Why Female CEOs Gave Themselves Pay Cuts While Male CEOs Took Raises
After the last two years of pandemic, economic collapse, and the she-cession, it’s time to return to a topic near and dear to this columns’ heart: entrepreneurship. There is nothing that warms said heart quite as much as the idea of a bunch of ambitious young women out there forging their own paths and transforming the world. There’s excitement, heightened by the sense—even back in the 1990s, when I founded my company—of helping to break new ground. And in the decades since, it’s been a distinct pleasure to watch women like Marissa Mayer, Sheryl Sandberg, Jane Fraser, and Safra Catz rise up alongside a whole generation of female business leaders. But unfortunately, there’s no way to talk about the entrepreneurial spirit in 2022 without also talking about the pandemic and its consequences.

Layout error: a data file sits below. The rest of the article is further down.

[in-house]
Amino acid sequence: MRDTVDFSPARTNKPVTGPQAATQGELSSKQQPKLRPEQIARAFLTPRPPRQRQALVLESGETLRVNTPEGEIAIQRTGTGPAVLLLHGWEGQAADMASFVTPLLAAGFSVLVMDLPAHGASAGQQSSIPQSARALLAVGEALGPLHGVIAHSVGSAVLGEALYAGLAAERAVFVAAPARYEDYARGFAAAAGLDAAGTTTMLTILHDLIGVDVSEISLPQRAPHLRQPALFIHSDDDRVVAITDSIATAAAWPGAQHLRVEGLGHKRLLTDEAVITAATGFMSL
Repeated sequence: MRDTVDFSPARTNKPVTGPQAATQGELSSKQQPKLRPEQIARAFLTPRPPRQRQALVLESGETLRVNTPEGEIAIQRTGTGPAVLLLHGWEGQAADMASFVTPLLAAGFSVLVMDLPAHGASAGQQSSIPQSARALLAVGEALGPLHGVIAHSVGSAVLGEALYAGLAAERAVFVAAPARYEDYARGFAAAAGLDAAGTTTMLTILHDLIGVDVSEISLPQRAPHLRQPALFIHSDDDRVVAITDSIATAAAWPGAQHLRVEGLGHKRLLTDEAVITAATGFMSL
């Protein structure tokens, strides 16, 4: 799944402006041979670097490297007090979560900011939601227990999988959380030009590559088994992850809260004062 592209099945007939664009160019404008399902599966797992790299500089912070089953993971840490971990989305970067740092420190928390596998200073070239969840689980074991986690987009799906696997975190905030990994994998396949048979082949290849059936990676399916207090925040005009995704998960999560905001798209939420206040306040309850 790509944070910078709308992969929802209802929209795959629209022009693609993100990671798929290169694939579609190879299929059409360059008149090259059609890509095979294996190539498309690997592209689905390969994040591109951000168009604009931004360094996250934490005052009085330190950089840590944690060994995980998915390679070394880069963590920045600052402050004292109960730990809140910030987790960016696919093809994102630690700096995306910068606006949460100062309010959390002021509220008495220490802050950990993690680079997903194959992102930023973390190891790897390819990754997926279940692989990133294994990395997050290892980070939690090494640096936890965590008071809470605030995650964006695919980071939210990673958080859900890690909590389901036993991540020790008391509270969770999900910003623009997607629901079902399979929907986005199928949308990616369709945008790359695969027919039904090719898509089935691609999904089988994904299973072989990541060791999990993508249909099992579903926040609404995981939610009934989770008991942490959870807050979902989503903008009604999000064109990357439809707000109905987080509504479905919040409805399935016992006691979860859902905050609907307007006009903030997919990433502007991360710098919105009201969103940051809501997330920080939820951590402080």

Chief among those consequences, for our purposes, is the she-cession—but not the narrow, technical definition of the word—the slower job recovery for women, which, as I have tracked here, has closely followed the course of the pandemic. That pattern can be seen over and over; women’s employment opportunities decline with each passing wave of infection, most notably following the winter omicron superwave. But, today I want to talk about the other side of the coin: what’s it like for women out there starting businesses?
On the one hand, women are starting more businesses than ever before, at a faster clip than ever before, and—critically—at a faster clip than their male counterparts. At the very same time, female founders continue to face greater and greater challenges even securing startup capital. And there’s more: the pay gap between male and female CEOs has only widened dramatically since the pandemic began.